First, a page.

Data were analyzed using the day one dietary sample weights to account for the days of the week, differential probabilities of selection, nonresponse, and noncoverage. The standard errors of means and percentages were estimated using Taylor series linearization, a method that incorporates the sample design and sample weights. Differences between groups were evaluated using a univariate t  statistic at the p < 0.05 significance level. Tests for age trends were evaluated using linear regression, and the significance was set at p < 0.05. Statistical analyses were conducted using Stata version 13.1 (College Park, Texas).

 

About the authors

Asher Rosinger is with the Centers for Disease Control and Prevention’s (CDC) Epidemic Intelligence Service, assigned to the National Center for Health Statistics (NCHS), Division of Health and Nutrition Examination Surveys (DHANES). Kirsten Herrick and Jaime Gahche are with DHANES. Sohyun Park is with CDC’s Division of Nutrition, Physical Activity, and Obesity.

 

References

  1. U.S. Department of Health and Human Services, U.S. Department of Agriculture. 2015–2020 Dietary Guidelines for Americans. 8th ed. 2015.
  2. de Ruyter JC, Olthof MR, Seidell JC, Katan MB. A trial of sugar-free or sugar-sweetened beverages and body weight in children. N Engl J Med 367(15):1397–406. 2012.
  3. Jin R, Le NA, Liu S, Farkas Epperson M, Ziegler TR, Welsh JA, et al. Children with NAFLD are more sensitive to the adverse metabolic effects of fructose beverages than children without NAFLD. J Clin Endocrinol Metab 97(7):E1088–98. 2012.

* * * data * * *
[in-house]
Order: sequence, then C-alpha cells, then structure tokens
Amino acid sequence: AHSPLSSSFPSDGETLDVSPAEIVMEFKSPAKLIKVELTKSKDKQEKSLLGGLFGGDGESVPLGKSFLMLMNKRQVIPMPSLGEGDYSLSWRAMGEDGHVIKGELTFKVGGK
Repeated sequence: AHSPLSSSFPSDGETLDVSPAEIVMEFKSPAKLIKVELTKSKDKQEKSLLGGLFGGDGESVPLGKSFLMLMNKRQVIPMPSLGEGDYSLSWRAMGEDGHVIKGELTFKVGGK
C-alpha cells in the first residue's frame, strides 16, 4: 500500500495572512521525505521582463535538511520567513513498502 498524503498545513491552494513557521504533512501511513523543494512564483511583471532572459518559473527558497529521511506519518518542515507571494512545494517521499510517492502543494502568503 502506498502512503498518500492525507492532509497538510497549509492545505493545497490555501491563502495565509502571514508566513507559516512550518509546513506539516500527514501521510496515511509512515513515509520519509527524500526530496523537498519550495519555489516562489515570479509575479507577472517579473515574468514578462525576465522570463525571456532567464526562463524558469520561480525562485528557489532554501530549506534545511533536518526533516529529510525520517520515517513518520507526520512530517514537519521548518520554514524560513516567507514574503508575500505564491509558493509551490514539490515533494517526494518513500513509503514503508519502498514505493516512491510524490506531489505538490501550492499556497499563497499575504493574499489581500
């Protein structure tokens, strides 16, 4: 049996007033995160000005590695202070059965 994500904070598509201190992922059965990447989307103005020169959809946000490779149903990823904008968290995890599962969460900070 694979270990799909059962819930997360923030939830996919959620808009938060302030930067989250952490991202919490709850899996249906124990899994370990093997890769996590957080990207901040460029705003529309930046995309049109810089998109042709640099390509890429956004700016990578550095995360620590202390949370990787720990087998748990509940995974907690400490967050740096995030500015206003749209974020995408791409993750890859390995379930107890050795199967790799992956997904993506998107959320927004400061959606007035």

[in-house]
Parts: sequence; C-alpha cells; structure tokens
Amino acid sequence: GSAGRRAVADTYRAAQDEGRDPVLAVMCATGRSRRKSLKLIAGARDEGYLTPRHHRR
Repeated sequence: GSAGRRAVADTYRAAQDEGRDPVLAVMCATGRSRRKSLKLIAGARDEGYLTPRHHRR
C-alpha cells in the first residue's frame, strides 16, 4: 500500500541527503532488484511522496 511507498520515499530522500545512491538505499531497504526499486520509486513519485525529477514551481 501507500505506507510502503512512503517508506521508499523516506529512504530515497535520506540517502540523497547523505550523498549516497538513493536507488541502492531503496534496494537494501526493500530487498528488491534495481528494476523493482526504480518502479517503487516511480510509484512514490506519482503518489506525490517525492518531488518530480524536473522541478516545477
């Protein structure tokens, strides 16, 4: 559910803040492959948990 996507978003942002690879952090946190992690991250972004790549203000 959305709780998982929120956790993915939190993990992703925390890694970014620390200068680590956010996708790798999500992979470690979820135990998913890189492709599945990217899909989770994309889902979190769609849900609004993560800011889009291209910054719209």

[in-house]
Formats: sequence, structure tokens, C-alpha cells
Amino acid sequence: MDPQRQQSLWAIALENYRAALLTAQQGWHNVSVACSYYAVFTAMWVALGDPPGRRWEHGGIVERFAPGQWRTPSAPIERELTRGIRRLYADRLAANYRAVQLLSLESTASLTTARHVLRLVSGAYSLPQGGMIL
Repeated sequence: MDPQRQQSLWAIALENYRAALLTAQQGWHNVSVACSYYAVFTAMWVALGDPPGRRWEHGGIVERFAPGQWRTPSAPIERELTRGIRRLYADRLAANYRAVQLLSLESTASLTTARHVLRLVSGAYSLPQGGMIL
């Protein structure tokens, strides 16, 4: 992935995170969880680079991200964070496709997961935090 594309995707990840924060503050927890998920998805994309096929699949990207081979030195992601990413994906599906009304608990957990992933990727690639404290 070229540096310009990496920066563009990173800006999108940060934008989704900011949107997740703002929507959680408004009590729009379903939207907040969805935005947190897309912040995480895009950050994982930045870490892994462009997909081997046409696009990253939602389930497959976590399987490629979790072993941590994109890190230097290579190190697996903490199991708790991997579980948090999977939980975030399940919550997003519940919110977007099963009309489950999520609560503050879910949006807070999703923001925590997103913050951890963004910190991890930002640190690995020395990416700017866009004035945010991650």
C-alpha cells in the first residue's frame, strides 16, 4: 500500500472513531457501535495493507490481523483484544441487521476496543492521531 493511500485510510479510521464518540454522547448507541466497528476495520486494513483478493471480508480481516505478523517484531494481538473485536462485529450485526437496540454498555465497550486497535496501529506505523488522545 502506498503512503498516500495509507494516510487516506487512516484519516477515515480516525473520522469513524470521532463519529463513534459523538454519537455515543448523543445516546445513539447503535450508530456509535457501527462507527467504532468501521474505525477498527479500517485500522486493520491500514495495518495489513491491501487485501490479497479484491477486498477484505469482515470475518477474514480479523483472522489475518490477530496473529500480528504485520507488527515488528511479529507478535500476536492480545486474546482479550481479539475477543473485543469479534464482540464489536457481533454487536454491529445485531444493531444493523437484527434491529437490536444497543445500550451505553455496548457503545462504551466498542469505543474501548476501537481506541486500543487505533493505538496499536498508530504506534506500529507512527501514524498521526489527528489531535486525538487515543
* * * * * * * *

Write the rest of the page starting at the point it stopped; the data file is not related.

4. Papandreou D, Karabouta Z, Pantoleon A, Rousso I. Investigation of anthropometric, biochemical and dietary parameters of obese children with and without non-alcoholic fatty liver disease. Appetite 59(3):939–44. 2012.
  5. Welsh JA, Sharma A, Cunningham SA, Vos MB. Consumption of added sugars and indicators of cardiovascular disease risk among US adolescents. Circulation 123(3):249–57. 2011.
  6. Davis JN, Ventura EE, Weigensberg MJ, Ball GD, Cruz ML, Shaibi GQ, Goran MI. The relation of sugar intake to beta cell function in overweight Latino children. Am J Clin Nutr 82(5):1004–10. 2005.
  7. Kit BK, Fakhouri TH, Park S, Nielsen SJ, Ogden CL. Trends in sugar-sweetened beverage consumption among youth and adults in the United States: 1999–2010. Am J Clin Nutr 98(1):180–8. 2013.
  8. National Center for Health Statistics. National Health and Nutrition Examination Survey: Questionnaires, datasets, and related documentation. NHANES 2011–2012, NHANES 2013–2014.
  9. National Center for Health Statistics. National Health and Nutrition Examination Survey: MEC in-person dietary interviewers procedures manual. Dietary interview component. NHANES 2011–2012, NHANES 2013–2014.

 

 

Suggested citation

Rosinger A, Herrick K, Gahche J, Park S. Sugar-sweetened beverage consumption among U.S. youth, 2011–2014. NCHS data brief, no 271. Hyattsville, MD: National Center for Health Statistics. 2017.

Copyright information

All material appearing in this report is in the public domain and may be reproduced or copied without permission; citation as to source, however, is appreciated.

National Center for Health Statistics

Charles J. Rothwell, M.S., M.B.A., Director
Jennifer H. Madans, Ph.D., Associate Director for Science

Division of Health and Nutrition Examination Surveys

Kathryn S. Porter, M.D., M.S., Director

Ryne Paulose-Ram, Ph.D., Associate Director for Science

  • Page last reviewed: January 26, 2017
  • Page last updated: January 26, 2017